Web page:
Development of an Ex Vivo Female Reproductive Tract in a 3D Microphysiologic Setting

Program: Abstracts - Orals, Featured Poster Presentations, and Posters
Session: MON 561-585-Ovarian & Uterine Function II
Monday, June 17, 2013: 1:45 PM-3:45 PM
Expo Halls ABC (Moscone Center)

Poster Board MON-584
Jie Zhu*1, Yuanming Xu1, Yanni Yu1, Yu Liu1, Joanna Elizabeth Burdette2, Julie Kim1, Takeshi Kurita1 and Teresa K Woodruff1
1Northwestern University, Chicago, IL, 2Univ of Illinois-Chicago, Chicago, IL
Background:The main organs of reproductive tract (ovary, fallopian tubes, uterus, cervix and vagina) function in relation to one another to provide hormonal and anatomical structure to gamete and embryo development. Our goal is to develop a robust three-dimensional (3D) reproductive tract that is a physiologic mimic of the in vivo biology, which will represent a significant advance for studying the reproductive health risks associated with environmental pollutants, pharmaceutical drugs, or bioterrorism agents.

Methods:We set up 14-day individual 3D cultures in our modular culture system of mouse or human cells from the fallopian tube/oviduct; uterine myometrium, and endometrium; and vaginal/cervical stroma and epithelium. Cells were either embedded in a matrix of alginate gel combined with another ECM component such as collagen or fibronectin and applied to each culture module’s surface or cultured directly on insert membranes placed within the modules. Primary follicles (95-115 μm) isolated from mice were cultured in groups of 5 in 0.5% alginate for 28 days. Follicles were treated with 10 mIU/ml FSH from day 0 to day 15 and in vitro maturation was performed on day 15. Also, we assessed the tissue-specific morphologic and hormonal responses of cultured follicles to FSH or LH and of cultured fallopian tube, uterus, and cervix/vagina tissue to estradiol (E2) or progesterone (P4).

Result: (1) Cultured mouse primary follicles responded to FSH stimulation and grew into antral stage follicles that could be in-vitro maturated and form corpora lutea. Estradiol in the follicle culture medium steadily increased in the first 15 days and dropped sharply to basal levels after in vitro maturation, followed by a peak in progesterone. Peak levels of the peptide hormones such as AMH and inhibin B appeared prior to in vitro maturation. (2) Human and mouse fallopian tissue survived for the entire 14-day culture; tissue morphology was better for the insert membrane cultures. Cilia movement was present in the tissue of both species after 14 days of culture. E2 and P4 induced OVGP1 expression in the fallopian tissues compared to controls. (3)  Human endometrial cells reorganized into ball-shaped structures during 14 days in culture. ER and PR expression in the endometrial and myometrial cells correlated with E2 treatment. (4) Human stromal cells of the cervix/vagina grew in the alginate gel system after 8 days, with epithelial cells growing on top of the gel. ER and PR expression in the epithelial cells correlated with estradiol stimulation.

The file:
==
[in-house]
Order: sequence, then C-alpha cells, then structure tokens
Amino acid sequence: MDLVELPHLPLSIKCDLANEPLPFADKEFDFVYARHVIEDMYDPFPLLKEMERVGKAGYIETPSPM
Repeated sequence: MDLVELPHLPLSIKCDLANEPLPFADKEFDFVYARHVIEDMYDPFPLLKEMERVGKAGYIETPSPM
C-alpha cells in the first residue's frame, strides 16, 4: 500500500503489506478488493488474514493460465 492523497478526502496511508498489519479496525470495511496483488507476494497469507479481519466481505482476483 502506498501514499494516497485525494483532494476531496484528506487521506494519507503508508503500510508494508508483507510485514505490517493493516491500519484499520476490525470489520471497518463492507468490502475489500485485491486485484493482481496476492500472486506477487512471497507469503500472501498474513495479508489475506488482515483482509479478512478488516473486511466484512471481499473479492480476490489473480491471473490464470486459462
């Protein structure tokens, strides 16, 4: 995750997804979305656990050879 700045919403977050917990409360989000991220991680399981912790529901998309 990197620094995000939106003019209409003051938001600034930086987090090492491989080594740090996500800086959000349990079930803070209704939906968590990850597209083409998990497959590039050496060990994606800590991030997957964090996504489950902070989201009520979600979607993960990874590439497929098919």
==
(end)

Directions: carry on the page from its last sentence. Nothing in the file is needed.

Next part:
Conclusion: Mouse and human tissues of the female reproductive tract—ovarian follicles, fallopian tube, uterus, and vagina/cervix—can grow in our modular culture system and respond appropriately to hormonal stimulation. Future studies will attempt to connect the individual culture modules to produce a complete 3D reproductive tract that is a physiologic mimic of in vivo biology.

Nothing to Disclose: JZ, YX, YY, YL, JEB, JK, TK, TKW

*Please take note of The Endocrine Society's News Embargo Policy at

Sources of Research Support: This work is supported by NIH/NCTS UH2 grant (NS080712), Development of an Ex Vivo Female Reproductive Tract in a 3D Microphysiologic Setting.